Louisiana gun rights decision not as bad as it looks

On the surface, the 5th US Circuit Court of Appeals decision to uphold a decision by a federal judge to dismiss a Second Amendment challenge by a man arrested for drugs whose firearm was confiscated by law enforcement and not returned to him after charges were dropped, appears to be a set back for gun rights.

However, the issue was not whether the man has a right to bear arms, but whether that right was absolute with regard to his property.


U.S. District Judge Jay Zainey dismissed the claims in December 2010, saying Houston failed to allege sufficient facts to show how authorities violated his right to bear arms by retaining his pistol.

In its majority opinion, a three-judge panel from the 5th Circuit said some regulation of firearms falls outside the reach of the Second Amendment, just as obscenity and defamation aren't protected as free speech by the First Amendment.

"The right protected by the Second Amendment is not a property-like right to a specific firearm, but rather a right to keep and bear arms for self-defense," Judge Rhesa Hawkins Barksdale wrote.

In her dissenting opinion, however, Judge Jennifer Walker Elrod said she disagrees with the majority's conclusion that the Second Amendment doesn't protect an individual's right to a specific firearm unless the government has prevented that person from acquiring others.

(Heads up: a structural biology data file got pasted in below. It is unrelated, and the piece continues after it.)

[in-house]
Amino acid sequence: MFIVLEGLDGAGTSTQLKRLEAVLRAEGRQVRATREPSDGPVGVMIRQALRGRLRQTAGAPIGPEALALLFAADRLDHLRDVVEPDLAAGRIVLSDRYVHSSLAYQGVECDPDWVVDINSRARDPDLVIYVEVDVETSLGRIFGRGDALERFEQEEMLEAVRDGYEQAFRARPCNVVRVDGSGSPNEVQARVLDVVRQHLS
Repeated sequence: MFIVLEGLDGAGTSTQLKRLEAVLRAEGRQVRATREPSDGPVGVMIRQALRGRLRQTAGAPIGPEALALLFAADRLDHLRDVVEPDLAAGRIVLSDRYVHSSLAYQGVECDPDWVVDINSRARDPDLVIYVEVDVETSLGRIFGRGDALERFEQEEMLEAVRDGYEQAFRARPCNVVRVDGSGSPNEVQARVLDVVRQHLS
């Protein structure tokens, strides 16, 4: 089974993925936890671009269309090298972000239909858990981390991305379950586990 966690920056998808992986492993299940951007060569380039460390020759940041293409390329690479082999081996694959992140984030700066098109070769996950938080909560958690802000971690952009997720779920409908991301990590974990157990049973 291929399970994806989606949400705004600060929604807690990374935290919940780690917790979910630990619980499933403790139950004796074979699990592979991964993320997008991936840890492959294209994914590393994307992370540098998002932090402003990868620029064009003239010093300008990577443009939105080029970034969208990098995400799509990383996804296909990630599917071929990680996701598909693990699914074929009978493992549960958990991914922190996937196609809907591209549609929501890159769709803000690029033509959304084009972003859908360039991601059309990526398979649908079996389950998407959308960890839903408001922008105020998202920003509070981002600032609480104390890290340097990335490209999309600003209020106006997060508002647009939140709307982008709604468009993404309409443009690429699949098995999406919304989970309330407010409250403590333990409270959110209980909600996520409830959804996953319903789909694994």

Elrod argued the majority impermissibly treated the Second Amendment as a "second-class right" by carving out an exception.

"It is particularly unfortunate for our circuit to endorse the atextual, ahistorical rule that the Second Amendment does not protect particular firearms," she wrote.

Marjorie Esman, executive director of the ACLU of Louisiana, praised Elrod's dissent and said the group would weigh its options, including asking the entire 5th Circuit to review the case.

"Sure, (Houston) could go buy another firearm, but he shouldn't have to because he already owns one," Esman said.

The commentary I've read on this case has been interesting because some observers believe the man should be challenging the confiscation on the basis of property rights, not the Second Amendment.  What right does the state have to confiscate his property when no crime was committed for which he has been charged? The government is acting capriciously and with malice toward a citizen for no reason.

Houston claimed Cannizzaro's office had a policy of retaining firearms following arrests regardless of whether charges are filed. During an interview in 2009, Cannizzaro said his office decides on a "case by case basis" whether to return confiscated guns.

"There is no policy that we will not return weapons," he said.

The government has no right to decide any issue regarding property "on a case by case basis." There is no statute that says if you are arrested, the state gets to keep your property -- only if you are convicted. The policy is not law and is being applied unfairly.

"Carving out an exception" to the Second Amendment in this case is not the issue. Just because someone bases their argument on the Second Amendment doesn't automatically mean we should accept it. His right to bear arms is not affected. If he wants his gun back, he should sue based on the Fourth and Fifth Amendments, not try to stretch the Constitution to cover something for which it was never intended.